DA: The idea of ascribing value to people’s reputations–I personally hate that idea. But I would also say, is Twitter not a social reputation platform? Do I have the option NOT to be on LinkedIn as a job seeker? So many of these things that we think we've been exempt from or somehow escaped we've just created in way more sublimated, and I would argue more nefarious, ways.
PH: And more private commercial ways. The requirement that you're on LinkedIn makes someone money, in a way that is nefarious in its own way.
Bucky with the Good Arm @benjancewiczThis palm tree fell over, refused to die, and curved right back up. https://t.co/wuiQ0U0EzM
DA: Right, just like the requirement to have a credit score to rent something makes somebody money. In Web 2.0, our identities are not anonymous to the platform, but our transactions are, sort of. We are less anonymous than our behaviors, and I think Web 3.0 reverses that where identity is more private, but behavior is more public, at least transactional behavior. You could argue that it should all be private, but then I guess it comes back to the idea of ownership. If Web 3.0 systems allowed us to claw back at least some of our personal identity data from the digital platforms, even if we are not able to claw back our transactions or monetary life, does that not represent an improvement?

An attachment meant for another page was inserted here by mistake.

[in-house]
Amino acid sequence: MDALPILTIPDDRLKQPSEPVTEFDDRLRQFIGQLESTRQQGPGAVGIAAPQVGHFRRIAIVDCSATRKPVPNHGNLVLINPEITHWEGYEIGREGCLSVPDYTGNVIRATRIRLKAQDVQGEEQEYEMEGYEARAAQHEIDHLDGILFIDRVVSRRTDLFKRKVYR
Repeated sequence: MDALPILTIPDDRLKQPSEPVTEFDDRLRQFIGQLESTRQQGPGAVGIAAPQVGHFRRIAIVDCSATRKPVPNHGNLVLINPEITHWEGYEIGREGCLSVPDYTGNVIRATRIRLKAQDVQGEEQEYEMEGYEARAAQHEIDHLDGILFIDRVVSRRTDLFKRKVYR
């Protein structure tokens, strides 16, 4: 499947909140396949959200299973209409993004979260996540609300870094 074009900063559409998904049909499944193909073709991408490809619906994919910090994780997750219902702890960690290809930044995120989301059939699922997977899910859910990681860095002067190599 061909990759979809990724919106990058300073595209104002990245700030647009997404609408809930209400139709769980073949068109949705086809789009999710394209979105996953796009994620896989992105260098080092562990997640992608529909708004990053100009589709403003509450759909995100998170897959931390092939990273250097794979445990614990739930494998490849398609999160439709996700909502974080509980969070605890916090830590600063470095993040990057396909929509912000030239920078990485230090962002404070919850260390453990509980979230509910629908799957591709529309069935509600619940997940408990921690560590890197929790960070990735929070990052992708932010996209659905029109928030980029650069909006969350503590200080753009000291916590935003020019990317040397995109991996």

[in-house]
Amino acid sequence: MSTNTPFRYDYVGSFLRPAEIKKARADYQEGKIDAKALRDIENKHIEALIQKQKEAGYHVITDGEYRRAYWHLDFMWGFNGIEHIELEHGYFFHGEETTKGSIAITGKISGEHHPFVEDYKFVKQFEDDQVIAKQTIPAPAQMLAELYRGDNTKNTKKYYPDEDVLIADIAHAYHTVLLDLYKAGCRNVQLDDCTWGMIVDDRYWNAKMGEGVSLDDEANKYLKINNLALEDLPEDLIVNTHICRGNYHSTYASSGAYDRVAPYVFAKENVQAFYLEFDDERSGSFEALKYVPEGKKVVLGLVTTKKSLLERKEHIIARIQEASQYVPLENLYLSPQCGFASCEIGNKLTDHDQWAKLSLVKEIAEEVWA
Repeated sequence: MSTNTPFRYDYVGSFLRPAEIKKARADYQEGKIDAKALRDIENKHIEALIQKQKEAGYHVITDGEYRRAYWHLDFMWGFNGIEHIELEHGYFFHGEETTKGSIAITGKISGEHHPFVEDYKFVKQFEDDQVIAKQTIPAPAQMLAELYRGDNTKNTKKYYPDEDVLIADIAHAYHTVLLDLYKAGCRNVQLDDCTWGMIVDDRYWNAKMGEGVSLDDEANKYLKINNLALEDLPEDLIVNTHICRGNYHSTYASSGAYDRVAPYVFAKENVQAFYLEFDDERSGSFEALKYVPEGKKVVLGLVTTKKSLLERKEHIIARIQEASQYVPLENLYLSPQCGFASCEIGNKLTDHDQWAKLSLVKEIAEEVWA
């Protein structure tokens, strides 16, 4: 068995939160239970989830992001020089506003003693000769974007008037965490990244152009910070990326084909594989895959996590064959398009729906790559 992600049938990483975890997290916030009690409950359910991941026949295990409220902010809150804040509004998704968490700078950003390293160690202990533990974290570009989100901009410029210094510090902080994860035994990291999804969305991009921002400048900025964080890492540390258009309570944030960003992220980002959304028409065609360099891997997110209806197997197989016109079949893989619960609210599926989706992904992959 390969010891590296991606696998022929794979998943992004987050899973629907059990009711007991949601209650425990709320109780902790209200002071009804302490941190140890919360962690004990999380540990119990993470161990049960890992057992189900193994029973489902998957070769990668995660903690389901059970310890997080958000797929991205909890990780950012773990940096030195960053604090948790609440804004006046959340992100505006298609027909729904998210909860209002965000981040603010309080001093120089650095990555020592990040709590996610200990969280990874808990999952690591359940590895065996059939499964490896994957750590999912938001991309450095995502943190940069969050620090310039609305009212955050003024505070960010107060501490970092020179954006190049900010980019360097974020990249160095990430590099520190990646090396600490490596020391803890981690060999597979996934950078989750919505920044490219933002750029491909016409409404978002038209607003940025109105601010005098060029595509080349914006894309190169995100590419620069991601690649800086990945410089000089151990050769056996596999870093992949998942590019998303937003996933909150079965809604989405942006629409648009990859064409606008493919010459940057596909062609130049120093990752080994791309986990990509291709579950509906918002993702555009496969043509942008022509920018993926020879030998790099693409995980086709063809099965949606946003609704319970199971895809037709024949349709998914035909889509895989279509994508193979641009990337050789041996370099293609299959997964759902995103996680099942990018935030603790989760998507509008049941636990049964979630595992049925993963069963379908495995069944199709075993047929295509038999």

PH: I am reminded of the first thing that I heard that was called Web 3.0, and promised a certain level of personal liberty and emancipation. That was something that turned out to be much smaller than the new Web 3.0, a semantic web where you could imagine much greater decentralization. I do wonder if the thing that will eventually be emancipatory and wrest some of our privacy and anonymity back, is going to be called Web 3.0 no matter what the tech stack is. This is the one that has a lot of attention right now.
DA: Can I ask, do you personally have scruples with Web 3.0 that aren't related to the environment? Web3 is so broad, but I guess NFTs, specifically, to start.
PH: Yeah. I mean I guess I personally approach it as if money weren’t in the background, which is I think hard to do when there's as much money sloshing around as there is. And to the extent that I have qualms, it's largely as an engineer and saying, "What are we using a blockchain for vis-a-vis bits of collectible art, and is a blockchain the right tool for that?" I think the answer in many ways is no, and then you reintroduce the money aspect, which hasn't actually gone away. Okay, so, there's non-engineering reasons why you would do this.